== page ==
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Empowerment: 3 Ways to Embrace Your Imperfections

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Empowerment—During the summer I find myself checking the mirror for imperfections on a daily basis. Taking the kids to the pool. Wearing a bikini (gasp). Why is it I see only the flaws?

Nothing is perfect. But what if I embraced imperfection instead of obsessing over it? This same principle applies to life. In the course of trials, I've discovered that Sometimes plan B is better than plan A. Adaptability and resilience is the key.

Joyce Meyers wrote in her book Managing Your Emotions that "the woman Is the thermometer in the home." I love that imagery because it affirms that we are empowered to change the way we think, and the way our home feels. How we think, feel, and manage stress will impact our families.
But what happens when life is not in alignment with your expectations?

How To Overcome and Embrace Your Imperfections

A newlywed friend said to me "all he does is sit on the couch and watch sports at night. That's not what I expected!" These actions made her feel unloved, distant, and unappreciated. She voiced her opinion, loudly and angrily. But he hasn't changed. What are her options?

Option 1: Expect imperfection.

Embrace the unexpected, even when people let you down. We are all just human. This isn't about being a doormat, but about giving grace! What if you failed, and the people around you loved you anyways? If we are willing to embrace imperfection, even the very worst betrayal or curve ball, can transform into something great.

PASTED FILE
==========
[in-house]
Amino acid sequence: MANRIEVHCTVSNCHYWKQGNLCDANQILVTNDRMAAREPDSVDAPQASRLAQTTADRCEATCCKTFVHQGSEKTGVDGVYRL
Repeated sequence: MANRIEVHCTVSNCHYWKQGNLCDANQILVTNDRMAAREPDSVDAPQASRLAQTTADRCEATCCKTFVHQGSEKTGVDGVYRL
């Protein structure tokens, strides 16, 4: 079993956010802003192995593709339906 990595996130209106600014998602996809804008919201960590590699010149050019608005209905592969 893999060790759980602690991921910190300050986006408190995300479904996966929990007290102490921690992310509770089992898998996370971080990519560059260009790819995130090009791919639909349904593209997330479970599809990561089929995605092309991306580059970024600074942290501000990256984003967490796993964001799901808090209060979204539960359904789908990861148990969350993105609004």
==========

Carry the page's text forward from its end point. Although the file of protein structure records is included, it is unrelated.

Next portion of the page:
A friend discovered his wife was being unfaithful after he found a letter another guy had written her. This action devastated him. But I was amazed in the year to follow, at his attitude and resilience as he sought counseling, and fought anger and bitterness. They're still married, and the trial seemed to bind them closer, in an honest and joyful union. He says he learned that "anything is possible," including restoration.

Option 2: Expect the unexpected. Don't be so rigid in your thinking.

The author Vic Pynn, who wrote the book Anything is Possible,says that if we have no boundaries on what happiness looks like, and are willing to bend, embrace curveballs, forgive mistakes, and reinvent ourselves, that a greater life is possible.

Option 3: Be willing to change.

A friend lost her job in the dental industry, and I encouraged her to seek employment in sales, anywhere. She argued that she had a long dental resume! But her gift was connecting with people. Today shes the top sales person for a publishing company. What if your future looked totally different than it does today? Be open to whatever adventure life has to offer!

If your kids, or your mate, or your boss throws you a curve ball you weren't expecting, take time to think about it before reacting. Is there any way to use the situation to transform? How do you manage curve balls?

Photo courtesy of Flickr.

Tammy Kling is a life coach, advocate for the homeless, and international author of 29 books including The Compass. Tammy is also the founderr of Write it Out, an organization that helps gang members, the homeless, and those living on the street write out their hopes & dreams via writers workshops, free journals and various other resources.

In addition to writing and coaching, Tammy is a mom of two boys, an avid trail and mountain runner, blogger, and adventure travel writer.

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Jen Tilley

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